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Mayor Proposes a Fee for Driving Into Manhattan
By MARIA NEWMAN
New York Times
April 22, 2007
Saying that he would not spend his final term in office “pretending that all is fine,” Mayor Michael R. Bloomberg made a series of Earth Day proposals this afternoon to improve the environment of New York City, including charging a new congestion fee to drivers who come into parts of Manhattan during peak hours during weekdays.
The $8 congestion fee was one of 127 initiatives included in a sweeping plan by the mayor to help the city of currently 8.2 million people cope with an expected surge in population that he said is sure to put a strain on its transportation, housing and energy systems.
“Let’s face up to the fact that our population growth is putting our city on a collision course with the environment, which itself is growing more unstable and uncertain,” the mayor said.
A key objective is to reduce greenhouse gas emissions by 30 percent by 2030, by which time the population is projected to grow by at least a million people, he said.
The proposal that is sure to attract the most attention, and possibly objections, is one to impose the $8 fee on car drivers, and $21 for truck operators, to drive in Manhattan south of 86th Street.
The mayor said congestion on the city’s streets is the source of many of the city’s health, environmental and economic problems.
“We can’t talk about reducing air pollution without talking about congestion,” he said.
“As our city continues to grow, the cost of congestion to our health, to our economy and to our environment are only going to get worse,” he said. “The question is not whether we want to pay, but how do we want to pay — with an increased asthma rate, with more greenhouse gases, with more wasted time, lost business and higher prices. Or do we charge a modest fee to encourage more people to take mass transit.”
The fee the mayor is proposing would only be imposed during the week, between 6 a.m. and 6 p.m.. And motorists driving the major highways along Manhattan’s east and west sides would not be fined, so it would be possible to go from Brooklyn to Harlem along Franklin D. Roosevelt Drive without entering the zone.
The fee would be deducted from the tolls commuters already pay to come into Manhattan via the bridges or tunnels.
There would be no toll booths, just a network of cameras that would capture license plate numbers and either charge a driver’s existing commuter account or generate a bill to be paid each time.
The mayor said that about half of the fees would be paid by New York City residents — and the other half by commuters from surrounding areas. But he pledged not to begin imposing the fee for at least a year, until city officials can upgrade mass transit service into parts of New York City that are currently not well served by the city’s subway or train system.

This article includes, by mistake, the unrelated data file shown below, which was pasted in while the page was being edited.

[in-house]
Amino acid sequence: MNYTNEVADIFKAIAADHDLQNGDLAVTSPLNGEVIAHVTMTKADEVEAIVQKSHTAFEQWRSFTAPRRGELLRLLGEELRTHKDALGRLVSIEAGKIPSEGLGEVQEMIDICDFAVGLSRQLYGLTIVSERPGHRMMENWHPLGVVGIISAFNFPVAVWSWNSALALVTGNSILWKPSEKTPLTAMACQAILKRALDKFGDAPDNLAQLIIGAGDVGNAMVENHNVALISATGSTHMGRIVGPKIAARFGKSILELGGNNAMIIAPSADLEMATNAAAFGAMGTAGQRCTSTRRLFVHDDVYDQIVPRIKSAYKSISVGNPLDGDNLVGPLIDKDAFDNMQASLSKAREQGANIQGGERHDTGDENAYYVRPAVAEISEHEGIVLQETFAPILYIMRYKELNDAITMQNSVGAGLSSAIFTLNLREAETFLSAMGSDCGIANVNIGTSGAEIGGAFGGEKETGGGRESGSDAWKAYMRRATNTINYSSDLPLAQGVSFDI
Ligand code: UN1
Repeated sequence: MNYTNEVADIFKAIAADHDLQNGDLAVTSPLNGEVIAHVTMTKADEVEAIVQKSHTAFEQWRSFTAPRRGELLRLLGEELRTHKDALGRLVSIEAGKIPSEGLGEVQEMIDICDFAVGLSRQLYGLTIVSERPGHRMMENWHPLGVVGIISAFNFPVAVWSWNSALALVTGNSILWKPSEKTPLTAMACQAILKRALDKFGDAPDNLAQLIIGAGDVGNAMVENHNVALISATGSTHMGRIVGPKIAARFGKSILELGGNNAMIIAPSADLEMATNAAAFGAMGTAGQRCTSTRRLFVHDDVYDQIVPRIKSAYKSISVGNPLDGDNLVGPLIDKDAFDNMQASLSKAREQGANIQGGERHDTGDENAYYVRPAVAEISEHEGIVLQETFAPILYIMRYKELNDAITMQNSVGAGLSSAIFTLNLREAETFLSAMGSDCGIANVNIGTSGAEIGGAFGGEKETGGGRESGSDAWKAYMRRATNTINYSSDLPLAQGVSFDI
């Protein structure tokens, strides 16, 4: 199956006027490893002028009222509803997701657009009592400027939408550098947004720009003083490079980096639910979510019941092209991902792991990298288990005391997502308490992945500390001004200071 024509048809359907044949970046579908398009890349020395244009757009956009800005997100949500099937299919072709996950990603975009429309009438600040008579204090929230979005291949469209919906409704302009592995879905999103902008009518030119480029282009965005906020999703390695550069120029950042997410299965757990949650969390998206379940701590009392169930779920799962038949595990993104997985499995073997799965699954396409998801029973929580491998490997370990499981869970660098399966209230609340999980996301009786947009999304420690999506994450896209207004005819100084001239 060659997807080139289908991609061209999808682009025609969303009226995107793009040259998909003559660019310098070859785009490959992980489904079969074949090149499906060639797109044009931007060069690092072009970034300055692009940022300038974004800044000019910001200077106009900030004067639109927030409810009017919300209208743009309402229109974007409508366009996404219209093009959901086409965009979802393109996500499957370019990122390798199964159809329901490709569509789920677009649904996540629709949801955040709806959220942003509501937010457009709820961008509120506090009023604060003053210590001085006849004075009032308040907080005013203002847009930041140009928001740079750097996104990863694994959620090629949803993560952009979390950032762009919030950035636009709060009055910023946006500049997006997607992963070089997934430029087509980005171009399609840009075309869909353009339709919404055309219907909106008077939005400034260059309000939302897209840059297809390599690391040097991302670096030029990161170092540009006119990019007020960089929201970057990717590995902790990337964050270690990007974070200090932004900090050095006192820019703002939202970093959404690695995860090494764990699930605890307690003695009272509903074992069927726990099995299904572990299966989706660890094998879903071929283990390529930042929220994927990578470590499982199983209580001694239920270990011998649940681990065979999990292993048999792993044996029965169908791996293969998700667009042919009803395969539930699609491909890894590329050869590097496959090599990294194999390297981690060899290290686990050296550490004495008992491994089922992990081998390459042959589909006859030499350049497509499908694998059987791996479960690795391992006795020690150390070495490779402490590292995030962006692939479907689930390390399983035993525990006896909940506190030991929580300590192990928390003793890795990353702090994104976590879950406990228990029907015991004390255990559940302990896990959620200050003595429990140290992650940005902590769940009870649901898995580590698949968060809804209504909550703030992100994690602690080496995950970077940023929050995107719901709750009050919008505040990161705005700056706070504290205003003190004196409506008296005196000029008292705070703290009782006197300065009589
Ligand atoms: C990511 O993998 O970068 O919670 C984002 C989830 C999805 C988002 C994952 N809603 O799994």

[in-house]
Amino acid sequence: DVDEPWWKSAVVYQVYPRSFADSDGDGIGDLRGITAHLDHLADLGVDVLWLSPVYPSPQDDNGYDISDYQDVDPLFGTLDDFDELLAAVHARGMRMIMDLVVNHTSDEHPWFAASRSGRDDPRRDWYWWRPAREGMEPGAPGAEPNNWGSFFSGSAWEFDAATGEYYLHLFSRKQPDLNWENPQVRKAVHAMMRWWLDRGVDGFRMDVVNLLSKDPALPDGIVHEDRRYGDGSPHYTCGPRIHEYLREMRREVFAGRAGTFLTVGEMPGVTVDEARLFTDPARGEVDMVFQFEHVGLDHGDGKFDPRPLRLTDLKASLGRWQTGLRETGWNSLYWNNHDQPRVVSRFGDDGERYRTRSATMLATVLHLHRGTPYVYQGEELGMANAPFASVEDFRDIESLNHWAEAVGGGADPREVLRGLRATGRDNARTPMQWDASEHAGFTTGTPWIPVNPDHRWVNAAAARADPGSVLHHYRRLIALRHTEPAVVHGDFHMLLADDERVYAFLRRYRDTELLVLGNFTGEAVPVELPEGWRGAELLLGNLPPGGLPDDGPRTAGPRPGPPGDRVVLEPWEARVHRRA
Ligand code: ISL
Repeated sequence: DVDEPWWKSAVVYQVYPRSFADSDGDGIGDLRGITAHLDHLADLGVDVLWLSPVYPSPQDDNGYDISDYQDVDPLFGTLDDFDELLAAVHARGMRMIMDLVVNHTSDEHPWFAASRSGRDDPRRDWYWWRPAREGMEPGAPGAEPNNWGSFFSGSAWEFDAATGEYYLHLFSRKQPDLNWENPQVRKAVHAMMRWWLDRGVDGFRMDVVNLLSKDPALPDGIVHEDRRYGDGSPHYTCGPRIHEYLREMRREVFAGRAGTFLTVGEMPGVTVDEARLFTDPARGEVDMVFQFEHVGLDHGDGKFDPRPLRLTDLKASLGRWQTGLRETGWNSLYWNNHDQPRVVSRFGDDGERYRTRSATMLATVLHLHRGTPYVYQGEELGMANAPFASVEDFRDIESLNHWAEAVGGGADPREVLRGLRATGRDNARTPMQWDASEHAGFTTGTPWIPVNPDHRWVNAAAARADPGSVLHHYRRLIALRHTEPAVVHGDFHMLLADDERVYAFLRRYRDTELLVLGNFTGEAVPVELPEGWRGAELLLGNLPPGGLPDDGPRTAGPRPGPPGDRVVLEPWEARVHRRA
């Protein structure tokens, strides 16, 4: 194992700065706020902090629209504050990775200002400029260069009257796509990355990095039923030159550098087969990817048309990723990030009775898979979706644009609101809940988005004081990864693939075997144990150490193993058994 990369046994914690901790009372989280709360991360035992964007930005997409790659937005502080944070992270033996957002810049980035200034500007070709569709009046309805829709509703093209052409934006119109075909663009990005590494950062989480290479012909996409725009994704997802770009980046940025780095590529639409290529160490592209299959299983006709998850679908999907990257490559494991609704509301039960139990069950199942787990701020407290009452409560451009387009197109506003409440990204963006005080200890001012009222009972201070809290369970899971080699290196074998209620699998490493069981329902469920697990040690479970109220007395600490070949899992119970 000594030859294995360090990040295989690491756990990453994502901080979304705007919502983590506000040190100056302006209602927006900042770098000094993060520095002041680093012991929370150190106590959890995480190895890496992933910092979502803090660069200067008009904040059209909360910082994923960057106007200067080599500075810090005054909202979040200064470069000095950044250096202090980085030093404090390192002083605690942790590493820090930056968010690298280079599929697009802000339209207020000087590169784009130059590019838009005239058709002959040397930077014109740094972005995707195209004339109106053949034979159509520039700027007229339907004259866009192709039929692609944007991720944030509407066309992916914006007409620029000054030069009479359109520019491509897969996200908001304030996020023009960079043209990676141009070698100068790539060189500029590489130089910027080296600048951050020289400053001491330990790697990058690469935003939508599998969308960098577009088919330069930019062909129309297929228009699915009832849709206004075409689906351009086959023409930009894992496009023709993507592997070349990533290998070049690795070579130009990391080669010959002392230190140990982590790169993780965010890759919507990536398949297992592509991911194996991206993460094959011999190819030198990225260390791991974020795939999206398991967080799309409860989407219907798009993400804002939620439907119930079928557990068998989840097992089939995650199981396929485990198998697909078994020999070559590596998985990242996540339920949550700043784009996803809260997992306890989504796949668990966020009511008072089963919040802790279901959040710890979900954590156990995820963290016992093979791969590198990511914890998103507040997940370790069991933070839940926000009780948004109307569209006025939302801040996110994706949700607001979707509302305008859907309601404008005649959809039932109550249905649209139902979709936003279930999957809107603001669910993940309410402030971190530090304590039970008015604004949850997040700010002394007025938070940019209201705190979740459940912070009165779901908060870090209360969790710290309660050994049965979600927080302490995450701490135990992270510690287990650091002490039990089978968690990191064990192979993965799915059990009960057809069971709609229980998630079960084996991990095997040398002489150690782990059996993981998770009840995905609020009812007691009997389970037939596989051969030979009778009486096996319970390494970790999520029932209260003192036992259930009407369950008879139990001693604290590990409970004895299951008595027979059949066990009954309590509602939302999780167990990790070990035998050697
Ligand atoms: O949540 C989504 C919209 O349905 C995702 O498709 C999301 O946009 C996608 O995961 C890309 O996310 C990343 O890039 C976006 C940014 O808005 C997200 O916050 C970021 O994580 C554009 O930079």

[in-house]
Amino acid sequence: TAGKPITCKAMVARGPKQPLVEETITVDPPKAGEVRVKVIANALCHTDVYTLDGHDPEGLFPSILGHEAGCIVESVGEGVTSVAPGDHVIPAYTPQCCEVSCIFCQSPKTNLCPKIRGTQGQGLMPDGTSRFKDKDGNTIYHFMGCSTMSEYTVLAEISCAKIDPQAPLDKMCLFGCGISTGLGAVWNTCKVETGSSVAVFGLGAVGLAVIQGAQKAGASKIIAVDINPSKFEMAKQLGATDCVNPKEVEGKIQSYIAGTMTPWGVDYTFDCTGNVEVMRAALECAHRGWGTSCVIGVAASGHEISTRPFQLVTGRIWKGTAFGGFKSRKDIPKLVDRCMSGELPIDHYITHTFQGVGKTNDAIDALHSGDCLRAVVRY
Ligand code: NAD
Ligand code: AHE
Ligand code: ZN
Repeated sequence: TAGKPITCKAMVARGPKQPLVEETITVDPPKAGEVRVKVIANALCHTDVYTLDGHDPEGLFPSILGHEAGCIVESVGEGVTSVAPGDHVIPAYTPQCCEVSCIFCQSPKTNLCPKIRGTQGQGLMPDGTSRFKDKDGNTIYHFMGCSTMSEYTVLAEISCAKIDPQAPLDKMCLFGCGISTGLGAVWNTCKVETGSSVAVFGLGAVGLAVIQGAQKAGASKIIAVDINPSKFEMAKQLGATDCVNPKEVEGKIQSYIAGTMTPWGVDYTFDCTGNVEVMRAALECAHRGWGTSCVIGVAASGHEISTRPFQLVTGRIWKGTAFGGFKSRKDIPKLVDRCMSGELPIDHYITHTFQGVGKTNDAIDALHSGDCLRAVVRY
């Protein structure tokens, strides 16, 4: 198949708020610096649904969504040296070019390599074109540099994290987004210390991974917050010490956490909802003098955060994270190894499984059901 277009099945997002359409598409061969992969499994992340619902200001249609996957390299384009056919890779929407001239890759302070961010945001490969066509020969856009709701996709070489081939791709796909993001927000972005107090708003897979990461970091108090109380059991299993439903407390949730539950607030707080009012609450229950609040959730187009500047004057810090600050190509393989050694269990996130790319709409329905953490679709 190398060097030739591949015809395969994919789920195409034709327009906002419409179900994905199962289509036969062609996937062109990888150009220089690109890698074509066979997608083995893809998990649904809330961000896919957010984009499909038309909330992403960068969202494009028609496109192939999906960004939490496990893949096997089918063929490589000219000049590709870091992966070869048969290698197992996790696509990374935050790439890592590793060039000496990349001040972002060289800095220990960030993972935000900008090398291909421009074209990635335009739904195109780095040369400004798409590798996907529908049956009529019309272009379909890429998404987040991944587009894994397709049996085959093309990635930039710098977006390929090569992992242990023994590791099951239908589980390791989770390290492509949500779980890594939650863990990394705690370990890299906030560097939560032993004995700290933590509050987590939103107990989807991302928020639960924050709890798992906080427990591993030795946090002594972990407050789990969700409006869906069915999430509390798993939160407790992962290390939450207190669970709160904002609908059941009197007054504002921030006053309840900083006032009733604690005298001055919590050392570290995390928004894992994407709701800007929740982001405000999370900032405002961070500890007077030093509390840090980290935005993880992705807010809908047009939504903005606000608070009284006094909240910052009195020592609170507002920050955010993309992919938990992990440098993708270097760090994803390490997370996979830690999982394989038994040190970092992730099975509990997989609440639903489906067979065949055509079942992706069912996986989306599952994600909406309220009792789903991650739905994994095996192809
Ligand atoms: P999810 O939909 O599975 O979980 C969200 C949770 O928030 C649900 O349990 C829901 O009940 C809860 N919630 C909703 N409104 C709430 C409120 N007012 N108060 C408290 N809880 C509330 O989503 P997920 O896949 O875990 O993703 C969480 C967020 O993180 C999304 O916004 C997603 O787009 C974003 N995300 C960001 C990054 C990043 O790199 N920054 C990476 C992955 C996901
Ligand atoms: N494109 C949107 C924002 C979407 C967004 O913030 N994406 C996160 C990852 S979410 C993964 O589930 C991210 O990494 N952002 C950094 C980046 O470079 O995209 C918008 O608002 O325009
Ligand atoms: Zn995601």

Revenue from the fees, he said, would generate about $400 million in its first year, money that would be used to make improvements in the transit system.
The proposed fee, known as congestion pricing, is applauded by environmentalists and alternative transportation groups. But there is little doubt that much of the package of proposals will face stiff opposition from local politicians and trucking companies, as well as from the state legislators who will decide whether to approve many aspects of it.
State Assemblyman Richard Brodsky said he opposed the mayor’s proposal for a congestion fee because it is a regressive tax.
“The middle class and the poor will not be able to pay these fees and the rich will,” said Mr. Brodsky, who is chairman of a committee that oversees the Metropolitan Transportation Authority. “There are a lot of courageous things in the mayor’s package, but this one is not very well thought out.”
Clayton Boyce, a spokesman for the American Trucking Association, a national industry group, told The Associated Press, “It will be a real problem for operations for trucking companies and shippers, including all the retailers in Manhattan, which is substantial.”
“And all the people who get FedEx and UPS deliveries will have problems and will bear extra expense, so we definitely see problems with it,” he said.
The mayor, who has become known for his proposals that affect residents’ lifestyles, including a ban on smoking and a ban on the use of trans fats in the city’s restaurants, at one point in the speech joked about how far his own proposals have gone in forcing people to change the way they live.
“Banning trans fats is not enough. We also have to ban all desserts and sweets,” he said, before quickly letting on to his audience that he was only joking.
The mayor spoke, appropriately enough, at the American Museum of Natural History, in the Milstein Hall of Ocean Life, under an imposing model of a 94-foot blue whale suspended from the ceiling— the largest model of a blue whale in existence.
Mr. Bloomberg is a mayor who has in many ways practiced what he preached today, riding the subway to work almost every day. He also pointed out that the museum’s president, Ellen V. Futter, walks to her job everyday.
The mayor’s congestion tax is patterned after one imposed by London in 2003, where government officials say it has significantly reduced congestion. During Mr. Bloomberg’s speech, he played a videotaped message from Prime Minister Tony Blair of Britain, who congratulated the mayor on his leadership.
Mr. Bloomberg talked about how cities and individuals have to take action, even when those actions may not be initially popular with others.
Like with the smoking ban, he said, “we did it, and whole countries followed us.”
“We’re not interested in preaching to others,” he said. “We’re doing what’s best for our city. And when we reap the benefits, perhaps others will continue to follow.”